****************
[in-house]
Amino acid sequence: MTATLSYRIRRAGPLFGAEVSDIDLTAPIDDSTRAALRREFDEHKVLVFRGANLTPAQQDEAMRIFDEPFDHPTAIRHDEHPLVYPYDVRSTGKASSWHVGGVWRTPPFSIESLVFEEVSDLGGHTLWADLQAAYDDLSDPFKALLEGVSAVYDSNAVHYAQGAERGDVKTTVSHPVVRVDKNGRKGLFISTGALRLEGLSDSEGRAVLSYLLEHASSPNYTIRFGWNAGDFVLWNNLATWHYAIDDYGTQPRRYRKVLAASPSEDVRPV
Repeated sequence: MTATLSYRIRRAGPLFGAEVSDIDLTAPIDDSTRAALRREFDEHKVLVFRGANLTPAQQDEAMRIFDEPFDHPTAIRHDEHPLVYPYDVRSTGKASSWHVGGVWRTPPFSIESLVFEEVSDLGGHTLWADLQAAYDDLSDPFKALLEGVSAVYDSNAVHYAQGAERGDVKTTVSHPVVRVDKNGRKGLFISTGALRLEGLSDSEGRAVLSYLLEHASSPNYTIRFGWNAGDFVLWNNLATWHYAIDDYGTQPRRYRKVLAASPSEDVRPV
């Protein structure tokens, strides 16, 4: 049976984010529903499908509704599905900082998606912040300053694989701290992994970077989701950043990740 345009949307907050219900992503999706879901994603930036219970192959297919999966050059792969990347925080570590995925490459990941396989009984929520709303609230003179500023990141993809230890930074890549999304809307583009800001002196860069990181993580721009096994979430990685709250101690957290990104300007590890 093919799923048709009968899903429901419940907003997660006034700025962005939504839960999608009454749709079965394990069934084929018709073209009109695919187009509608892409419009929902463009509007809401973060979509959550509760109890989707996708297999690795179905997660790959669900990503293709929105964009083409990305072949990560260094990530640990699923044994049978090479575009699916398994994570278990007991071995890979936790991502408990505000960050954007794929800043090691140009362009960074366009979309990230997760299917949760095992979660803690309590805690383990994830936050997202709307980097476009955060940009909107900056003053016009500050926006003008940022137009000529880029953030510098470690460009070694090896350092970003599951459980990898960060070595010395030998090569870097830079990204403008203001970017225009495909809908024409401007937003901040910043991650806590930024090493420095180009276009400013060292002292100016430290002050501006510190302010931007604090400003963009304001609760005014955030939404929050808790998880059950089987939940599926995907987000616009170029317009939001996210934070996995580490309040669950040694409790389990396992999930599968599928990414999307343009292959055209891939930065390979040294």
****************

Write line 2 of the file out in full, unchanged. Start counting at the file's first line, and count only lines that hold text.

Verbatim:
Amino acid sequence: MTATLSYRIRRAGPLFGAEVSDIDLTAPIDDSTRAALRREFDEHKVLVFRGANLTPAQQDEAMRIFDEPFDHPTAIRHDEHPLVYPYDVRSTGKASSWHVGGVWRTPPFSIESLVFEEVSDLGGHTLWADLQAAYDDLSDPFKALLEGVSAVYDSNAVHYAQGAERGDVKTTVSHPVVRVDKNGRKGLFISTGALRLEGLSDSEGRAVLSYLLEHASSPNYTIRFGWNAGDFVLWNNLATWHYAIDDYGTQPRRYRKVLAASPSEDVRPV